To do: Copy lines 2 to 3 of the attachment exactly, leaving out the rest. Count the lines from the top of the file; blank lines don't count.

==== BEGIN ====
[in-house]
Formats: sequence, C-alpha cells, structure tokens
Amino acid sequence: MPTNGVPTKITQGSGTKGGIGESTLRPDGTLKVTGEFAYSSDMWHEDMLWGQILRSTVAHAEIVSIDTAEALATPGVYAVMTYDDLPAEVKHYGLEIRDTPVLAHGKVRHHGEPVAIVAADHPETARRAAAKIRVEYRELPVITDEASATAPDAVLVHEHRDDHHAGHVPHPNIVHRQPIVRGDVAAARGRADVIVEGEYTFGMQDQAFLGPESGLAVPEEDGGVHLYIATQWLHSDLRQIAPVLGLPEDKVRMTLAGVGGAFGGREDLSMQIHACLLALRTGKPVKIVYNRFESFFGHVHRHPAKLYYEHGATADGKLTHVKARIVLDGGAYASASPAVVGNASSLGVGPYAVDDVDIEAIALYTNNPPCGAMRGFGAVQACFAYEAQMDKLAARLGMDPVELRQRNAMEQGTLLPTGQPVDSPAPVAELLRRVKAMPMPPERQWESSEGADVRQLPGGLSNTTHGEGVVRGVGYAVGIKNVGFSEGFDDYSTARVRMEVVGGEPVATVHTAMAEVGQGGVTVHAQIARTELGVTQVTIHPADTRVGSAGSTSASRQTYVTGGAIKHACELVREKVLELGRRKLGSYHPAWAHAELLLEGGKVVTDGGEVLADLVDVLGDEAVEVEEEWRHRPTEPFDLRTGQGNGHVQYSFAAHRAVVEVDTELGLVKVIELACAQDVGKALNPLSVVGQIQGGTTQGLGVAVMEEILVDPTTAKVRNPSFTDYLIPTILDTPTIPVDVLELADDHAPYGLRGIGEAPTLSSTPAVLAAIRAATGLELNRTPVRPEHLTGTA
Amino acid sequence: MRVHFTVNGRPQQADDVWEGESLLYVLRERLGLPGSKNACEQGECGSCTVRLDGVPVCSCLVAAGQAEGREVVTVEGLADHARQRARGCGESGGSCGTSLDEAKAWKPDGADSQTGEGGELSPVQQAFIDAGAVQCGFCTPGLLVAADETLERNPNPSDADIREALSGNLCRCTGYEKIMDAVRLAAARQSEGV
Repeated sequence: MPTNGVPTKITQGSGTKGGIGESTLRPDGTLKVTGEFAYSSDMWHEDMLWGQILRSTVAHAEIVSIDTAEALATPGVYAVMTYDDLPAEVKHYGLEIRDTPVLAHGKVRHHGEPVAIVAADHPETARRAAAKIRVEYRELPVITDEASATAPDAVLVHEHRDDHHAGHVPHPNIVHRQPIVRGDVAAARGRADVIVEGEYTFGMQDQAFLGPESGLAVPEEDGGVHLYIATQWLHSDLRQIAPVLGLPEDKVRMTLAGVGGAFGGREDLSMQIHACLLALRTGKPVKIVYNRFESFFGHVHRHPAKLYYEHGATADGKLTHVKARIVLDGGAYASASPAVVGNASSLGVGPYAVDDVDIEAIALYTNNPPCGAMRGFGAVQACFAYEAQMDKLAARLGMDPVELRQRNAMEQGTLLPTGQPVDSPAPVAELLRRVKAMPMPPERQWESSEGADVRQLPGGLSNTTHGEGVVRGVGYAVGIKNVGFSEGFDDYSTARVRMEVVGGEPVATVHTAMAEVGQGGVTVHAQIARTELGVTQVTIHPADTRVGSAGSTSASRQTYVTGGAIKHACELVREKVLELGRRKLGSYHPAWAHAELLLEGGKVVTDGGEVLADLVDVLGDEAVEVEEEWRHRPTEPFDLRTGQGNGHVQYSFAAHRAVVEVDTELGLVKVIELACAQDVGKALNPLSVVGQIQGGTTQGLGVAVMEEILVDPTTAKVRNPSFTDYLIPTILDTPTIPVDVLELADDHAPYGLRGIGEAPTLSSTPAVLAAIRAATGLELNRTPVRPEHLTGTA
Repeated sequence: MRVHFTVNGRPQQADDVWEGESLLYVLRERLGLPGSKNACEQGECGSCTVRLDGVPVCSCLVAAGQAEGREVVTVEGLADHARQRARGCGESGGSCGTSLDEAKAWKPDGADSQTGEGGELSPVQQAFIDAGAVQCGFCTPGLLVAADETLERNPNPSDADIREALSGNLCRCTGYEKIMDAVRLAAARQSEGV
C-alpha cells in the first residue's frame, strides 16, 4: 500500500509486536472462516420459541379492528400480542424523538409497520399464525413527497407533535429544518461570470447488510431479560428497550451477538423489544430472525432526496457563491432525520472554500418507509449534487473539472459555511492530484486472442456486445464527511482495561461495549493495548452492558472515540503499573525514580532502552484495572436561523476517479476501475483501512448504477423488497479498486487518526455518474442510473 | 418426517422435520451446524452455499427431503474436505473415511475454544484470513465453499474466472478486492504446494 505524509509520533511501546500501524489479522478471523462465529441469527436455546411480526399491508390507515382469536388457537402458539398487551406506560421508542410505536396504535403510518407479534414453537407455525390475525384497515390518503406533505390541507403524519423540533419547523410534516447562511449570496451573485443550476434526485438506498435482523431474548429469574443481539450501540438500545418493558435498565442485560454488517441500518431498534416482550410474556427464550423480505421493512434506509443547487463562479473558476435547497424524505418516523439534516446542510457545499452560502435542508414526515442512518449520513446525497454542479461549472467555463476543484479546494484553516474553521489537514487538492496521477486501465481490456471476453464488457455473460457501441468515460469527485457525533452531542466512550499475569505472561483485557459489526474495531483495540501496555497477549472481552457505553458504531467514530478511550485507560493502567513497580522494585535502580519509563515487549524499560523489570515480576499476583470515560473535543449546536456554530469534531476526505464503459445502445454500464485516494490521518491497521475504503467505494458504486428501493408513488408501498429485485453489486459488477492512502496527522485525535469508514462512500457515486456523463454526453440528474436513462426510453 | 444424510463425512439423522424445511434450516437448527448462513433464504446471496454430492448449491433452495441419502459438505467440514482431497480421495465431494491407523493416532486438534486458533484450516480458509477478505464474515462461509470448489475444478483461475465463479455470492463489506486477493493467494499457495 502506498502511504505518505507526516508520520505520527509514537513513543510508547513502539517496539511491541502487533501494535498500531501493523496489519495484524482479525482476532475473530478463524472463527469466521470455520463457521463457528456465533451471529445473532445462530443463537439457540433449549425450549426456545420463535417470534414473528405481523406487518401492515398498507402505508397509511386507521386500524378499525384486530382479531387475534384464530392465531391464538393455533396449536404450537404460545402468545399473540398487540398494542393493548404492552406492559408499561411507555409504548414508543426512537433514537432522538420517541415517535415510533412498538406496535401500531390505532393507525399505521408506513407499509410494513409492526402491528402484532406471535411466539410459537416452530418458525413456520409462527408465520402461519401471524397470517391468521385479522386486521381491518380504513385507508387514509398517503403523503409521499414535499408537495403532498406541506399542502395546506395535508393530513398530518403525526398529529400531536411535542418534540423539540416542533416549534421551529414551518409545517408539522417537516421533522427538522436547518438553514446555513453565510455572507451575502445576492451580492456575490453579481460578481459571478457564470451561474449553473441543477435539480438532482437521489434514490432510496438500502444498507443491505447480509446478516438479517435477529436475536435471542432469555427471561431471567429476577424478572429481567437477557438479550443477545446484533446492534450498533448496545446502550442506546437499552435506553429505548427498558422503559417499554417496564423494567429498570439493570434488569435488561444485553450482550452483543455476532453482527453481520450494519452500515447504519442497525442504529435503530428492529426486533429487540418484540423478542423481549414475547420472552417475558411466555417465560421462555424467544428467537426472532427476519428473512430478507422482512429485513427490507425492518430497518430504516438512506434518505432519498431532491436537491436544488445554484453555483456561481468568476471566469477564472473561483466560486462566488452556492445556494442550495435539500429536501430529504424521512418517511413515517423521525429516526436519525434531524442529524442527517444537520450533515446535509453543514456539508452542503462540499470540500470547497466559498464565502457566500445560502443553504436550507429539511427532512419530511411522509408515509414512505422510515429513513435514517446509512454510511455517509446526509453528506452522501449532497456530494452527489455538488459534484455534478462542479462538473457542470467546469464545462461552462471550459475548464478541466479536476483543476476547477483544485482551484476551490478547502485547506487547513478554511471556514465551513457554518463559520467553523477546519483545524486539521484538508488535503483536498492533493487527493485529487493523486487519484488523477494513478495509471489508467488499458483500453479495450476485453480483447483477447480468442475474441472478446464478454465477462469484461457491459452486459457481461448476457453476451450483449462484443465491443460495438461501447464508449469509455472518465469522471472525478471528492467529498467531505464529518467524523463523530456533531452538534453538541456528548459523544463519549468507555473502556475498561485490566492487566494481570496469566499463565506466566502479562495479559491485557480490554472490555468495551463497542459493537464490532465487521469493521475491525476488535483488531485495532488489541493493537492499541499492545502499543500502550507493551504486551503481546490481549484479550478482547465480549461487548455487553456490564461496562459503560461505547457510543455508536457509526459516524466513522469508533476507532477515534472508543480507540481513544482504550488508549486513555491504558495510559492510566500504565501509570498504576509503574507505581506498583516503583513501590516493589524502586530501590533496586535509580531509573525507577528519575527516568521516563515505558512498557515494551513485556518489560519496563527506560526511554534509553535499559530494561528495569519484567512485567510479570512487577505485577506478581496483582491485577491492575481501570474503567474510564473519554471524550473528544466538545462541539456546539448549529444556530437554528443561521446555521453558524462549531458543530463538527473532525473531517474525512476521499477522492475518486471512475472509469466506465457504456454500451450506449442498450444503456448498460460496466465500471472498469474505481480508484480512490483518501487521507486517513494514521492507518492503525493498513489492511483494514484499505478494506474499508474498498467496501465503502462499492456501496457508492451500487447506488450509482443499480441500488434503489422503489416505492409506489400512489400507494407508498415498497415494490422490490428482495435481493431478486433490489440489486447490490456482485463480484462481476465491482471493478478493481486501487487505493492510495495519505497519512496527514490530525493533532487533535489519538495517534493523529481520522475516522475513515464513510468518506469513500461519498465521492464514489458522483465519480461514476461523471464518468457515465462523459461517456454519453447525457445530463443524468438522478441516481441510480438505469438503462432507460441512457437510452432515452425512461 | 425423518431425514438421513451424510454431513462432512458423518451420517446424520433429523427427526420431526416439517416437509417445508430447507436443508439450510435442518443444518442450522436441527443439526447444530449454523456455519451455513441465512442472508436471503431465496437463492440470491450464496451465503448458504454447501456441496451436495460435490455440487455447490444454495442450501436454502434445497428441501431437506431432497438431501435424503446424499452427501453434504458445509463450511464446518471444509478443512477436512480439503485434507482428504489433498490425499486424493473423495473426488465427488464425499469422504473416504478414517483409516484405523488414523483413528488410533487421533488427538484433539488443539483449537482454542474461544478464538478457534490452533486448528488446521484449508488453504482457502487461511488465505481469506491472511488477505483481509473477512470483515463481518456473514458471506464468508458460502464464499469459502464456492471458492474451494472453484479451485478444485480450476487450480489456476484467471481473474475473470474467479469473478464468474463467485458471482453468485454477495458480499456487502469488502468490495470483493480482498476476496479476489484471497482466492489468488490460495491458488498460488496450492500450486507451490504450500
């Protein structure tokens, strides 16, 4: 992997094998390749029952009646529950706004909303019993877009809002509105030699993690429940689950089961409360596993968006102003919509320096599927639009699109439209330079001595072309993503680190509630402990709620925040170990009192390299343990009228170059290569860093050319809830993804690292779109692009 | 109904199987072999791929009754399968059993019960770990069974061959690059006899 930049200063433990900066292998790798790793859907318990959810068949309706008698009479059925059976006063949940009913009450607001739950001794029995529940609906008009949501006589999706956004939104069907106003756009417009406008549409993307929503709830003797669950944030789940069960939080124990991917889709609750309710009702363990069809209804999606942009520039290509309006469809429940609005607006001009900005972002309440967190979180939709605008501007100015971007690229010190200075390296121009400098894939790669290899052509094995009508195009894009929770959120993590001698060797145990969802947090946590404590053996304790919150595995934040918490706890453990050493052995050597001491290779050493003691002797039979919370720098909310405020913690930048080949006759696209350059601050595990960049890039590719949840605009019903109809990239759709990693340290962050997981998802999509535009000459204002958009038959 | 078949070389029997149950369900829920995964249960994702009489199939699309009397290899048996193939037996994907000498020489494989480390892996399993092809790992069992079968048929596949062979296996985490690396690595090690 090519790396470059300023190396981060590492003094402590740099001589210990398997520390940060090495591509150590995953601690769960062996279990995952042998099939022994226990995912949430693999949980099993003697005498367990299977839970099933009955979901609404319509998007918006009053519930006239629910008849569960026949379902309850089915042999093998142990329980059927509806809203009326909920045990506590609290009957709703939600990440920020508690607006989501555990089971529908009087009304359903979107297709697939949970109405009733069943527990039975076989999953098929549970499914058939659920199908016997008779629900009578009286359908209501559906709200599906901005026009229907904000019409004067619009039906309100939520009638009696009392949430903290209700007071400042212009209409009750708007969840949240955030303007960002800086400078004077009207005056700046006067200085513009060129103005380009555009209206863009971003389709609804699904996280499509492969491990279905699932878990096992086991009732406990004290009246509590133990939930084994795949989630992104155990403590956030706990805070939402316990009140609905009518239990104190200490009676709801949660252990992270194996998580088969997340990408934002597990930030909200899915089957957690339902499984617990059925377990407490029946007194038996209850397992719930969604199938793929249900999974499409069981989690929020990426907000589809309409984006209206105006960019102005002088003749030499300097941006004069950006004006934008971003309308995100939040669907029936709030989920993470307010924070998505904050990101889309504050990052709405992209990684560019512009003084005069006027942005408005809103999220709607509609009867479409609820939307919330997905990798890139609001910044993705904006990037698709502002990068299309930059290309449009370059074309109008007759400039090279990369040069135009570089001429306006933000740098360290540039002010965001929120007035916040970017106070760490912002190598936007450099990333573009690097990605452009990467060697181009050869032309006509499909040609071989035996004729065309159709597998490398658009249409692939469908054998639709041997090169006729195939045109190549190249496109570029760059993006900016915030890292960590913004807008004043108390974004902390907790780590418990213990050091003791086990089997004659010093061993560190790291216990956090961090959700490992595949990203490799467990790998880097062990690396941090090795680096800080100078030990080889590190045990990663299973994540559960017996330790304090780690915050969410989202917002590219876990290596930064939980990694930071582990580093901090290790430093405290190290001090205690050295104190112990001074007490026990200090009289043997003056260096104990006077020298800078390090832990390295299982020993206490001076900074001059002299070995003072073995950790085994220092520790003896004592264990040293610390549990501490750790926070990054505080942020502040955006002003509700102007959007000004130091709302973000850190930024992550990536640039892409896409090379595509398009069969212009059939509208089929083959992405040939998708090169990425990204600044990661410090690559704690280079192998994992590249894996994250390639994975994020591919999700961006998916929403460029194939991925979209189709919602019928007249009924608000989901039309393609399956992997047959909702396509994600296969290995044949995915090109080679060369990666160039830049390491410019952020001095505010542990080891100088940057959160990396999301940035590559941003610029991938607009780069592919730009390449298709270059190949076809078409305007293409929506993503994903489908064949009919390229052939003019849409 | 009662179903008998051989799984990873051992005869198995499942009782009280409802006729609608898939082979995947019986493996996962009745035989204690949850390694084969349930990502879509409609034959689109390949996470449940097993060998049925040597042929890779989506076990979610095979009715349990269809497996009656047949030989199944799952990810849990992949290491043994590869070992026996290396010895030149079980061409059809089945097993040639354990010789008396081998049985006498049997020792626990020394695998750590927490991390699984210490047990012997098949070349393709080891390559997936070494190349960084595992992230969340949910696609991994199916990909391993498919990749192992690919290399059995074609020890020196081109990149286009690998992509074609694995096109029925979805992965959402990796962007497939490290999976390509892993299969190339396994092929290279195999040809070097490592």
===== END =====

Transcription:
Formats: sequence, C-alpha cells, structure tokens
Amino acid sequence: MPTNGVPTKITQGSGTKGGIGESTLRPDGTLKVTGEFAYSSDMWHEDMLWGQILRSTVAHAEIVSIDTAEALATPGVYAVMTYDDLPAEVKHYGLEIRDTPVLAHGKVRHHGEPVAIVAADHPETARRAAAKIRVEYRELPVITDEASATAPDAVLVHEHRDDHHAGHVPHPNIVHRQPIVRGDVAAARGRADVIVEGEYTFGMQDQAFLGPESGLAVPEEDGGVHLYIATQWLHSDLRQIAPVLGLPEDKVRMTLAGVGGAFGGREDLSMQIHACLLALRTGKPVKIVYNRFESFFGHVHRHPAKLYYEHGATADGKLTHVKARIVLDGGAYASASPAVVGNASSLGVGPYAVDDVDIEAIALYTNNPPCGAMRGFGAVQACFAYEAQMDKLAARLGMDPVELRQRNAMEQGTLLPTGQPVDSPAPVAELLRRVKAMPMPPERQWESSEGADVRQLPGGLSNTTHGEGVVRGVGYAVGIKNVGFSEGFDDYSTARVRMEVVGGEPVATVHTAMAEVGQGGVTVHAQIARTELGVTQVTIHPADTRVGSAGSTSASRQTYVTGGAIKHACELVREKVLELGRRKLGSYHPAWAHAELLLEGGKVVTDGGEVLADLVDVLGDEAVEVEEEWRHRPTEPFDLRTGQGNGHVQYSFAAHRAVVEVDTELGLVKVIELACAQDVGKALNPLSVVGQIQGGTTQGLGVAVMEEILVDPTTAKVRNPSFTDYLIPTILDTPTIPVDVLELADDHAPYGLRGIGEAPTLSSTPAVLAAIRAATGLELNRTPVRPEHLTGTA